It’s really important you pick the right sander for the job when you’re ready to start working on your woodworking projects, so let me talk you through an array here and help you dial in, and what’s figure out what’s going to work best for you.
Let’s start with the good old belt sander, which unfortunately gets a bad name because people don’t know how to use them.
They’re great at flattening large surfaces and taking a lot of material off quickly. The downside is they really do take a lot of material off quickly so you have to be careful.
It’s all about keeping the sander nice and flat on your work surface. Some of the better belt sanders can come with variable speed, so you can slow it down to gain more control, so you’re less unlikely to gouge your project.
Alternatively, if you require a benchtop version, then the combination belt / disc sander is another tool that produces the same results.
Do not use for finishing
As we talk about finishing and how it relates to these machines, don’t sweat this one too much as what we’re really about here is taking a lot of material off quickly. You can not go from a belt sander to finish. You need a bunch of intermediary steps.
One of those steps could be a sander like this one. These travel by a lot of different names and have been around for a really long time. They go by names like orbital sanders, finishing sanders, quarter sheet sanders and half sheet sanders. They all essential do the same thing.
When you run this machine the pad basically just runs in a small oval pattern. Now there’s good and bad news with this.
The good news is because of the small rate at which they remove material, even with a coarse grid on here, it’s pretty hard to mess up your project with one of these.
The bad news is, because of the slow rate of which they remove material, it can take you a really long time to sand an entire project and get it where you want to be.
Do I even need to own this style of sander?
There are occasions when they’re very handy. One of the things you’ll notice is that it does have corners. So if you need to sand to an inside corner of a project, you can get this sander right in there.
The other thing I still use them for a lot is running them over an eased edge, they provide very good control, to allow me to work on those rounded corners.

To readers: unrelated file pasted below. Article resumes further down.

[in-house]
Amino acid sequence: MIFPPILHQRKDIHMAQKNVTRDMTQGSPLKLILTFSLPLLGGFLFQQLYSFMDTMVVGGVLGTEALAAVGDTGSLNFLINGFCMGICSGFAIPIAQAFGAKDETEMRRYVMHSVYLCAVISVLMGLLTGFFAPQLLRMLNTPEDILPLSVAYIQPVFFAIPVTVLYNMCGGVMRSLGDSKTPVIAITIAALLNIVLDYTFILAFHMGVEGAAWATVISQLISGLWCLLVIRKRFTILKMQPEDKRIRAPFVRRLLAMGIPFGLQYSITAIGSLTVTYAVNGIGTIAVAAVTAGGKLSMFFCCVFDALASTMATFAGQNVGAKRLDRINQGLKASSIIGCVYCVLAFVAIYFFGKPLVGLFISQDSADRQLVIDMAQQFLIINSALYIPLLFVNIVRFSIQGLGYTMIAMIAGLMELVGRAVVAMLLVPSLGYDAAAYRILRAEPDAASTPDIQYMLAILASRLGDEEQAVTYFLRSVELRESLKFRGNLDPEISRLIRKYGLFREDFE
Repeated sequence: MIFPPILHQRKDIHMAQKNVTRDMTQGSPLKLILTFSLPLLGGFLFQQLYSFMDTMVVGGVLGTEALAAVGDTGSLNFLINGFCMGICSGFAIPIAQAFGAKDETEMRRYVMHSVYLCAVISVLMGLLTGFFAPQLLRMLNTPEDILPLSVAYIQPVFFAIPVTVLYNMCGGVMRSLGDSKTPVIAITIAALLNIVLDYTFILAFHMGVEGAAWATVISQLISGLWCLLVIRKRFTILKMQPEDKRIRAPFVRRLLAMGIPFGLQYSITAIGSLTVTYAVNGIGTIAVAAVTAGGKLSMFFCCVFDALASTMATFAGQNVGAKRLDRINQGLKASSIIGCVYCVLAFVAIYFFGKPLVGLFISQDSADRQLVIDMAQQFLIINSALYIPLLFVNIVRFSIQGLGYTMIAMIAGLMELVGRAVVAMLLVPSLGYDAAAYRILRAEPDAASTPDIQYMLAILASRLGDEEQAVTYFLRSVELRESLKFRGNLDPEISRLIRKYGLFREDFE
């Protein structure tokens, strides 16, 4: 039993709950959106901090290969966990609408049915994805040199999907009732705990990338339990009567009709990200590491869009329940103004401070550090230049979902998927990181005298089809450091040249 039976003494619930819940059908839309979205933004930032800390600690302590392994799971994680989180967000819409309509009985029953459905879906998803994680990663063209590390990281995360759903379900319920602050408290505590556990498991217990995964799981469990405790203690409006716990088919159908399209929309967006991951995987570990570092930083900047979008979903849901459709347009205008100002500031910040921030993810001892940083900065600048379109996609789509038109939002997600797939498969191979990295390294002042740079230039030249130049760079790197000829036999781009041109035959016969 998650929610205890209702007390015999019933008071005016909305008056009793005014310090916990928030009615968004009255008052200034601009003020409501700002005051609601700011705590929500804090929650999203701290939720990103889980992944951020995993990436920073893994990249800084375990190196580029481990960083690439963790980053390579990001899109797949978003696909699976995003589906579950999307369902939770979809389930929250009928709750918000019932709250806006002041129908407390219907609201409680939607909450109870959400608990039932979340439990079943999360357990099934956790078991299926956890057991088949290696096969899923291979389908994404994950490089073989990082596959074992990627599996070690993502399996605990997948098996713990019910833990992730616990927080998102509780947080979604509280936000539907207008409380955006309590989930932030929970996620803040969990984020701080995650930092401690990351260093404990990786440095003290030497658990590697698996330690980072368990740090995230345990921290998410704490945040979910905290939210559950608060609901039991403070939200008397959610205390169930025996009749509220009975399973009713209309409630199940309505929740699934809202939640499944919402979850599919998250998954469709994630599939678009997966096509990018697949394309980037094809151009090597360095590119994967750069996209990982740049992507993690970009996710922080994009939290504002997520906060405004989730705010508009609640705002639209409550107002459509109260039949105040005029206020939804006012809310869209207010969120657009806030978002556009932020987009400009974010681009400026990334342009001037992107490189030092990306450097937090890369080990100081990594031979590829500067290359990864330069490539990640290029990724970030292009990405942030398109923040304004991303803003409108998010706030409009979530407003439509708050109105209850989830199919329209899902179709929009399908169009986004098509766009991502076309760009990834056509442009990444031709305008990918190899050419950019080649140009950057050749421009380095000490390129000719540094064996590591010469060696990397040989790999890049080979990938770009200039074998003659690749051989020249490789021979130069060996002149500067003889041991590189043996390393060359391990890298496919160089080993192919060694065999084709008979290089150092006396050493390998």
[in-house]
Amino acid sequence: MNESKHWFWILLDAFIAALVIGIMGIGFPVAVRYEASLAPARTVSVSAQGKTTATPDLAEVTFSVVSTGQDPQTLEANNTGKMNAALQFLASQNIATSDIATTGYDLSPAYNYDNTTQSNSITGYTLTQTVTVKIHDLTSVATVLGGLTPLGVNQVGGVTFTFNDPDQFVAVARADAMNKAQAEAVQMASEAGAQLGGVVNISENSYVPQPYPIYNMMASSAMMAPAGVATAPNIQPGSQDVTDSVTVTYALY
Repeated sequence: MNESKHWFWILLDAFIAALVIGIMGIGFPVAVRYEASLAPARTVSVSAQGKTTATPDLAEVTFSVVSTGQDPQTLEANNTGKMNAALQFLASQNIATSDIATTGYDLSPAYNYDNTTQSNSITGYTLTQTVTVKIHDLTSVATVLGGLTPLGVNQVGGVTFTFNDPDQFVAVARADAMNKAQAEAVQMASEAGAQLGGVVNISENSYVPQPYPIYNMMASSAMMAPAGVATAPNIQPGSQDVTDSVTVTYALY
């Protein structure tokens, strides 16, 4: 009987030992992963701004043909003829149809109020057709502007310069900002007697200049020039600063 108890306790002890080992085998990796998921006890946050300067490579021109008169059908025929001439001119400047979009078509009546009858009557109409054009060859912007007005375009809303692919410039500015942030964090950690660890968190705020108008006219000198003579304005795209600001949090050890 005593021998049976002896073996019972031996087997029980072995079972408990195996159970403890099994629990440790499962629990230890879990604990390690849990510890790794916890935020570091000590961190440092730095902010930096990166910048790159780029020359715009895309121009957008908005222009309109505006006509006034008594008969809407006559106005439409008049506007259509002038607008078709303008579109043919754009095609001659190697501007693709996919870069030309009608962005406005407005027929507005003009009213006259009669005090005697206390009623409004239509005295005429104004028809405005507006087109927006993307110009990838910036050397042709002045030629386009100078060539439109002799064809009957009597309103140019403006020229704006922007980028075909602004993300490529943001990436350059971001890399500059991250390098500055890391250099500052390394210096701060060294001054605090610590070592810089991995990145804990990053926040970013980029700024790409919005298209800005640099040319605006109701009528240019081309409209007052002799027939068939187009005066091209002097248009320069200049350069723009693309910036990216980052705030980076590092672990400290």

The other type of finishing sander I haven’t mentioned is the detail sander. These work the same way other finishing sanders, however, the only difference comes from their shape. They have a pointed triangular tip which is useful for getting into the tight corners, where round or square type sanders can not get into.
It’s also worth mentioning that you can get great detail sanders from a multi-tool. Multi-tools come with many attachments, which can be handy, especially if the space/surface you are trying to sand is particularly hard to reach.
The downside to all these finishing sanders is in the way they work, that oval pattern they create is always the same. So if you’re holding it in one spot running it, it’s going to create scratch marks because there is no overlap of that pattern. That’s where the random orbital sander comes in.
Random orbital sanders
Random orbital sanders have a disc on them that spins and takes material off quickly like a disc sander would, but it brings the finesse of a finishing sander by keeping it moving in an oval pattern at the same time, that’s where the ‘random orbit’ part comes in. This ensures that it will never take the same path twice.
This does a great job of eliminating swirl marks, so you get a higher quality finish. But remember the general recommendation is whenever you’re using this sander, you want to finish your project with hand sanding in the direction of the grain to make sure you take off any swirl marks left behind by a random orbit sander.
The best random orbital sanders come with variable speed, this will allow you to slow it down, get really good control, and help optimize the surface finish and to make sure you don’t take off any extra material by mistake.